Sounds like a pretty good deal, right? Help the world AND invest in your retirement? More and more people are latching onto this idea; in a June 2022 Harvard Law study, they found “…more than a quarter of global investors say ESG is central to their investment approach (26% vs. 28% in 2021).”

Another option is what is considered a more focused approach called SRI, or Socially Responsible Investing: this includes “eschewing investments in companies that produce or sell addictive substances or activities (like alcohol, gambling, and tobacco) in favor of seeking out companies that are engaged in social justice, environmental sustainability, and alternative energy/clean technology efforts.” (Source)

Implementing a More Intentional Approach to Your Investing

While ESG investing might be sounding better and better to you, it’s important to note that it’s still in the relatively early stages and you should know the pros and cons. For example, one con that Investopedia points out is:

“…you will not be able to hold the full universe of stocks available in the market. After all, tobacco and defense, two industries avoided by many ESG investors, have historically produced well-above-average market returns and can buck recessionary trends. In other words, U.S. investors may be sacrificing a small amount of returns in exchange for making investments that fit their values.”

However, on the pro side…

Some have argued that, in addition to their social value, ESG criteria can help investors avoid the blowups that occur when companies operating in a risky or unethical manner are ultimately held accountable for its consequences. Examples include BP’s (BP) 2010 Gulf of Mexico oil spill and Volkswagen’s emissions scandal, which rocked the companies’ stock prices and cost them billions of dollars.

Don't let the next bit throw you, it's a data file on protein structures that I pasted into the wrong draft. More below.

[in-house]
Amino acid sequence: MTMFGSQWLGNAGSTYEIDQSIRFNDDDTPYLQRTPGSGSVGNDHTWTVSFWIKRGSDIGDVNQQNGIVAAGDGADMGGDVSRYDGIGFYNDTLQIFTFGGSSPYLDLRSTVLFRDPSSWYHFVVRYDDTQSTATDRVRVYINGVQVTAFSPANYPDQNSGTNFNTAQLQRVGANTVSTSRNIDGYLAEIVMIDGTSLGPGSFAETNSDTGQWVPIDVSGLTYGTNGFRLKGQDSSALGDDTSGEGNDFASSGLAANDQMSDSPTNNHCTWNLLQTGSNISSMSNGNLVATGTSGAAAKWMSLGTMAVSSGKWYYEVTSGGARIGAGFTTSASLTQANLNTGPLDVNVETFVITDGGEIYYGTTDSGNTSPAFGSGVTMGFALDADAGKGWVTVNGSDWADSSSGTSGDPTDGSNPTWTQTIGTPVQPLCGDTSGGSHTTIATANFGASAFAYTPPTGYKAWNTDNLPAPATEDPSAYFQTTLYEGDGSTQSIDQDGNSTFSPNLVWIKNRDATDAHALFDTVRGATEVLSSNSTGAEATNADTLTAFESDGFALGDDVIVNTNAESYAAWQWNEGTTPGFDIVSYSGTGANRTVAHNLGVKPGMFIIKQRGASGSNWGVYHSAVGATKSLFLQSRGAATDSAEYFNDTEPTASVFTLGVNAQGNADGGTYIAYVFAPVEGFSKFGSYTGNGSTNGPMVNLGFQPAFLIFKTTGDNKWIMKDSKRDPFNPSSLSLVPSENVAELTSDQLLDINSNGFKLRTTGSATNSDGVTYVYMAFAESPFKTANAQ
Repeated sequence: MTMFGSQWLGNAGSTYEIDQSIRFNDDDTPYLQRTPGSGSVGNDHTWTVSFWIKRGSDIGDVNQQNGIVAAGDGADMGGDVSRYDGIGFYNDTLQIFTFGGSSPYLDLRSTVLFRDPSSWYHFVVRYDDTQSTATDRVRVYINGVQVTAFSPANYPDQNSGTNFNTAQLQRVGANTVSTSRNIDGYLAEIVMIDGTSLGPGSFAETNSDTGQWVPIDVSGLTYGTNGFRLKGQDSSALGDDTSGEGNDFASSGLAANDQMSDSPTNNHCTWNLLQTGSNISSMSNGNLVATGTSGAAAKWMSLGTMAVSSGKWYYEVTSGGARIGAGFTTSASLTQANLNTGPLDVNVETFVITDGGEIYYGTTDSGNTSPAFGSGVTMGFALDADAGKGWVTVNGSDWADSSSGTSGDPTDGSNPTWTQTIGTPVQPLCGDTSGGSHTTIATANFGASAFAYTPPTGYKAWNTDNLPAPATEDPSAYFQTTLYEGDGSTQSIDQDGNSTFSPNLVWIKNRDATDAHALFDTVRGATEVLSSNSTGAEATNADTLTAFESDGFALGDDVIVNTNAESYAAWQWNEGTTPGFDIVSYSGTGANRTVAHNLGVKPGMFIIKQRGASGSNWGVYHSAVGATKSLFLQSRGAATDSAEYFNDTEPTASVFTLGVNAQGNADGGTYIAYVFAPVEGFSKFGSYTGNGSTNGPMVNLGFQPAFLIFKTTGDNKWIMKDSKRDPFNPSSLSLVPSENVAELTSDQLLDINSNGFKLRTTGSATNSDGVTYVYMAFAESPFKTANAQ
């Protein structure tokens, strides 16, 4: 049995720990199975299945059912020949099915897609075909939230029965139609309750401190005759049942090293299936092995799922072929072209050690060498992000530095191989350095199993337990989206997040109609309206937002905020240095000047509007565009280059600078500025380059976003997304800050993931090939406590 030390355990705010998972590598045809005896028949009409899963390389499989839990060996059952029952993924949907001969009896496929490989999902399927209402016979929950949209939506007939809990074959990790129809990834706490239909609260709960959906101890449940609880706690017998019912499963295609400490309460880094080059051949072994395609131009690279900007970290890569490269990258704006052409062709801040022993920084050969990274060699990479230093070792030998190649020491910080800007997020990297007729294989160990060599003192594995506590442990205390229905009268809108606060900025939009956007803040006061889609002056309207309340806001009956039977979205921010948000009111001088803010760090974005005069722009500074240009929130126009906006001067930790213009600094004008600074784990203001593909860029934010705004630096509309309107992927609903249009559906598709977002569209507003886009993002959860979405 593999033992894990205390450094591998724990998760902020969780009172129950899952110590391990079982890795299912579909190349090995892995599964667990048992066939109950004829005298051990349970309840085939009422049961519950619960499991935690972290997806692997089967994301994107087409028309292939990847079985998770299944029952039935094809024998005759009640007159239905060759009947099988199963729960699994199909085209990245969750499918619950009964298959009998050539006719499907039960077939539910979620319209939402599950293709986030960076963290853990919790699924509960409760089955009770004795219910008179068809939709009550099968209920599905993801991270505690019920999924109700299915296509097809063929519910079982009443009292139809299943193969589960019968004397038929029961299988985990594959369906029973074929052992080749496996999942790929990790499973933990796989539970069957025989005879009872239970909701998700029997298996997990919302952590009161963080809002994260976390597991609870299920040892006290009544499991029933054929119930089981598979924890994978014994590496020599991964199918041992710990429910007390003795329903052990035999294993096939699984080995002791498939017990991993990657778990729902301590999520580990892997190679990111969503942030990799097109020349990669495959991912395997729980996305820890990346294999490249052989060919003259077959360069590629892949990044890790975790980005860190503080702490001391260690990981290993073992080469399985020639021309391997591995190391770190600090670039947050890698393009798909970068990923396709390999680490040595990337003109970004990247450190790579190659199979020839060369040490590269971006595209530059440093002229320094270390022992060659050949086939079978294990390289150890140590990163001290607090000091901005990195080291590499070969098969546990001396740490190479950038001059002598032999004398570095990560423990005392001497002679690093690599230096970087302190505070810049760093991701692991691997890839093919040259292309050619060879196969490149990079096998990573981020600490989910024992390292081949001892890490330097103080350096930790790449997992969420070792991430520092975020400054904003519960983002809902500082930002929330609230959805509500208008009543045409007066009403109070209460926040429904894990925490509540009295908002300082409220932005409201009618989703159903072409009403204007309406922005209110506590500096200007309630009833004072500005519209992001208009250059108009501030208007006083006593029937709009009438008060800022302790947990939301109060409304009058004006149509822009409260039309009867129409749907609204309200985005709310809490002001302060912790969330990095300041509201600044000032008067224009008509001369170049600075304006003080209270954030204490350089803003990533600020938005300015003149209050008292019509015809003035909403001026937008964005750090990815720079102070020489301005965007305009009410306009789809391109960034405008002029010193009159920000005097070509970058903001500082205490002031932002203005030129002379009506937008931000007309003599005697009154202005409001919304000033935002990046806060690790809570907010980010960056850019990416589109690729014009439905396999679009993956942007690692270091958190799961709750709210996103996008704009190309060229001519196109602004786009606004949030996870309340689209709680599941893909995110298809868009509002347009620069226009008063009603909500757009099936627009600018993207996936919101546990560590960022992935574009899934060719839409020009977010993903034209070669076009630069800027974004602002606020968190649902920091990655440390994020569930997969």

The bottom line is that no matter how you choose to invest, the most important factor for your portfolio is diversification. It is possible to have a fully diversified portfolio with only ESG investing but that may not be possible for everyone. An advisor can help you find the right balance for you between ESG and more traditional investing.

Your Investments Could Make a Difference

However you choose to invest your money, keep in mind that you could have the power to make an impact – and that’s an exciting prospect.

“About 39% of [Gen Xers] have included sustainability in their portfolios, and they often care about causes like water quality and quantity, renewable energy and lower carbon emissions….

There’s still one wildcard that could change the tide for middle-aged investors: a hefty inheritance from their relatives. Between 2018 and 2042, aging households will possibly hand out $61 trillion to their heirs, with Gen X being the primary beneficiary. This transfer of assets may flow into sustainable investments, as younger generations invest differently than their elders.” (Source)

But how do you choose what to invest in? In the next piece, we’ll discuss “greenwashing” and how working with a financial advisor can help you ensure your investments are going to reputable companies with values that align with your own.

Wonder where you’re most aligned with ESG investing? Take the quiz! You’ll receive a personal report that helps you understand where you can adjust your portfolio.

CLICK HERE for the quiz!

The opinions voiced in this material are for general information only and are not intended to provide specific advice or recommendations for any individual.

Socially Responsible Investing (SRI)/Environmental Social Governance (ESG) Investing has certain risks based on the fact that the criteria excludes securities of certain issuers for non-financial reasons and, therefore, investors may forgo some market opportunities and the universe of investments available will be smaller.

In a 2022 Financial Wellness Survey conducted by Ellevest, 62% of women indicated they’re concerned about climate change. In fact, “more women ranked it as a top financial concern above retirement planning (51%), credit card debt (46%), stock market (38%), and childcare costs (30%).”

This makes sense given what we’re starting to see across the globe with increasingly intense wildfires, flooding, and storms – but for women, the impact goes deeper than that.

The ripple effect created by these catastrophic events is more acutely felt by the world’s most vulnerable populations: women and girls.